ST-elevation Myocardial Infarction Associated with Infective Endocarditis

The American Journal of Cardiology
16 Mar, 2019 ,

Salik Nazir, MD et al analyzed 95 articles with 100 patients in this systematic review to assess the clinical presentation and management of ST-elevation myocardial infarction (STEMI) as a complication of infective endocarditis (IE). They included relevant articles on STEMI related to IE and analyzed demographic variables, key clinical features upon presentation, treatment strategies, and clinical outcomes. The included patient population was 53 ± 17 years (mean age) at presentation and most of the participants were male (n = 63, 63%). In patients with STEMI with recent IE, new precordial murmur, fever, increased leukocyte count or other embolic events, septic emboli could all be considered as a cause for STEMI. Although no clarity has been gained regarding the best practices for management, significant bleeding and embolic risks were reported with thrombolytics.

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ST-Elevation Myocardial Infarction Associated With Infective Endocarditis

Salik Nazir MD et al, The American Journal of Cardiology (16 March 2019)

Abstract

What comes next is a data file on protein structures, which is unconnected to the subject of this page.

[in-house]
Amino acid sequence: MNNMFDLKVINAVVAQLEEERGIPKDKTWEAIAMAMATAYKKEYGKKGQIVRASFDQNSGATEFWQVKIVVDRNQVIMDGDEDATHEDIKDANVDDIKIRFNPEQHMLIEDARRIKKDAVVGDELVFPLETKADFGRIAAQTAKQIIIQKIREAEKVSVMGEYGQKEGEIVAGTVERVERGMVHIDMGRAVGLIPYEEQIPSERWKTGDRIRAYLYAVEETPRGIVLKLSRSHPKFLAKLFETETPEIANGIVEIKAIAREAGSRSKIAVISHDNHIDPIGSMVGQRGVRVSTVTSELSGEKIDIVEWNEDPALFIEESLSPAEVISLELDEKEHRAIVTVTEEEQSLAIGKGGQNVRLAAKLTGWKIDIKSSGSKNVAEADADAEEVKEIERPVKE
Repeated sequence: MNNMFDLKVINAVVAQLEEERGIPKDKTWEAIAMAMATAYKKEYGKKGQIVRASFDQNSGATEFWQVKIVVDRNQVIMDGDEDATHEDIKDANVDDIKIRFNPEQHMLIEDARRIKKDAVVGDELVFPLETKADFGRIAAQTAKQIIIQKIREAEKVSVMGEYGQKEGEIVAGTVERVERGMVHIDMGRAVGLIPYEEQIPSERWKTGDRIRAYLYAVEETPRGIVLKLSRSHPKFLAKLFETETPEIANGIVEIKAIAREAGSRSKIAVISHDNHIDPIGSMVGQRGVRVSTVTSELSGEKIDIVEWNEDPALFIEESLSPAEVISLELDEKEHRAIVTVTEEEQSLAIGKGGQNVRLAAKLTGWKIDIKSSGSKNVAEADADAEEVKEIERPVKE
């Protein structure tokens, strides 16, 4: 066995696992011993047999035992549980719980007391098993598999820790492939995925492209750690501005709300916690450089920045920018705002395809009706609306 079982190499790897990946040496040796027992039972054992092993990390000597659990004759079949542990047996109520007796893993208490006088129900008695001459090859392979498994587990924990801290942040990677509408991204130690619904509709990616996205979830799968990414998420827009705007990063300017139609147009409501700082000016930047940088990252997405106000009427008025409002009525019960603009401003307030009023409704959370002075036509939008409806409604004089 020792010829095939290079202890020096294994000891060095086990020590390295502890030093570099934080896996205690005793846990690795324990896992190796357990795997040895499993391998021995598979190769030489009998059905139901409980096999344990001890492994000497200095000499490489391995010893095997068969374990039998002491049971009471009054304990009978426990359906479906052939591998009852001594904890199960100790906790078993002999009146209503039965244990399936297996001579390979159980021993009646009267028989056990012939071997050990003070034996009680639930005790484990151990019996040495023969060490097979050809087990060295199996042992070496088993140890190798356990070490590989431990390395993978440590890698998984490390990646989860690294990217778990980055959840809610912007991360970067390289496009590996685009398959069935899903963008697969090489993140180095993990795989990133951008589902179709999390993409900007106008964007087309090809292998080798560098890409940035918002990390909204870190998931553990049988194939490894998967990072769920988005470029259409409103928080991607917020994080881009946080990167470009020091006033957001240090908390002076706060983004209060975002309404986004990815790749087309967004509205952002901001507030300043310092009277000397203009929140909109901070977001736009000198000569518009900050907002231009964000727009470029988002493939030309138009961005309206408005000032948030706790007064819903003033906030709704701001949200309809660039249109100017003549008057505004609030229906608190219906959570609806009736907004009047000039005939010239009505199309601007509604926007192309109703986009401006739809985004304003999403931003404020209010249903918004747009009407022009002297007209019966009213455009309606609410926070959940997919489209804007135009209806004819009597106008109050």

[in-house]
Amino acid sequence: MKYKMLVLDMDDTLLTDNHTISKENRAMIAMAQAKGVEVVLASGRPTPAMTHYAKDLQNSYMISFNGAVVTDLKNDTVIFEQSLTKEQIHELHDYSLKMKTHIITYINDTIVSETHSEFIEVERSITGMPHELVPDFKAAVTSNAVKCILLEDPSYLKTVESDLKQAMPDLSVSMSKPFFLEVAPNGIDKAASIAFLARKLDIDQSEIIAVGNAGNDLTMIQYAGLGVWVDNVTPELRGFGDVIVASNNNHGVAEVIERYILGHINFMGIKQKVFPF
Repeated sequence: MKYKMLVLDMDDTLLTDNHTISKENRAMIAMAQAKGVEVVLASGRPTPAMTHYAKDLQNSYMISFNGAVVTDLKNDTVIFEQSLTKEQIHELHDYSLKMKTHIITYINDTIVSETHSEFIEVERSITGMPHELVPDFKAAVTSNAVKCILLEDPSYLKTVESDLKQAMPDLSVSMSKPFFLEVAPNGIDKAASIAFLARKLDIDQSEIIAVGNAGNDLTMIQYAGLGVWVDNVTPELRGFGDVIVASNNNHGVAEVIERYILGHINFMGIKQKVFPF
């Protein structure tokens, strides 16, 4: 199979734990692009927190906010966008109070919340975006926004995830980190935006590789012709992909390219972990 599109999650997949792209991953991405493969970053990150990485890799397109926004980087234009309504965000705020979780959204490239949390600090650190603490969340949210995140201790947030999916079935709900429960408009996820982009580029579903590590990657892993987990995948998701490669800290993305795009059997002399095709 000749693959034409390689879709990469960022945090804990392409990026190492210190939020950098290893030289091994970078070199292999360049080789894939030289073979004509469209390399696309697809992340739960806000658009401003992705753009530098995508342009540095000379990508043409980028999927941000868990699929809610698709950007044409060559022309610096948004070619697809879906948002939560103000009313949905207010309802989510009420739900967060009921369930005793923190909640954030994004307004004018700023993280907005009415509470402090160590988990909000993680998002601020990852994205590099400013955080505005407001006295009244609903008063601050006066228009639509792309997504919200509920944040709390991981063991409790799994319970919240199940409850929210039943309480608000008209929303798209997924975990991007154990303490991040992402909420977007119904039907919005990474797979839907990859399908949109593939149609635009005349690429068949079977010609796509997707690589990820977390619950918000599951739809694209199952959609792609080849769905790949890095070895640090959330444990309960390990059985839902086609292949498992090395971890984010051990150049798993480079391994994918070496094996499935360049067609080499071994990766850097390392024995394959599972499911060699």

ST-elevation myocardial infarction (STEMI) as a complication of infective endocarditis (IE) is a rarely reported entity. No clear guidelines exist with regards to the management of this medical emergency. We sought to systematically review the clinical presentation and management of this condition. We searched relevant articles on STEMI associated with IE and extracted data on demographic variables, key clinical characteristics upon presentation, treatment strategies, and clinical outcomes. We identified 100 patients from 95 articles. The mean age at presentation was 53 ± 17 years with male preponderance (n = 63, 63%, p = 0.01). Most patients (63 of 100, 63%) presented with STEMI as their first manifestation of IE, with others occurring at 15 ± 17 days after diagnosis of IE. Findings that suggested possible septic emboli were not consistently present, including history of prosthetic valve placement (15%), presence of other embolic disease (27%), fever (42%) increased leukocyte count (80%), and presence of murmur (88%). Atherosclerotic disease was absent in 95% on cardiac catheterization. Eleven patients receiving tissue plasminogen activator fared poorly, with 9 major bleeds; balloon angioplasty was successful in 56% (9 of 16 cases), aspiration thombectomy in 68% (21 of 31 cases), and coronary stenting in 81% (14 of 16 cases). The 30-day mortality was 43%. In conclusion, patients with STEMI in the face of recent IE, new precordial murmur, fever, increased leukocyte count or other embolic events, septic emboli should be considered as a cause for STEMI. Best practices for management are not known, but thrombolytics appear to carry significant bleeding and embolic risks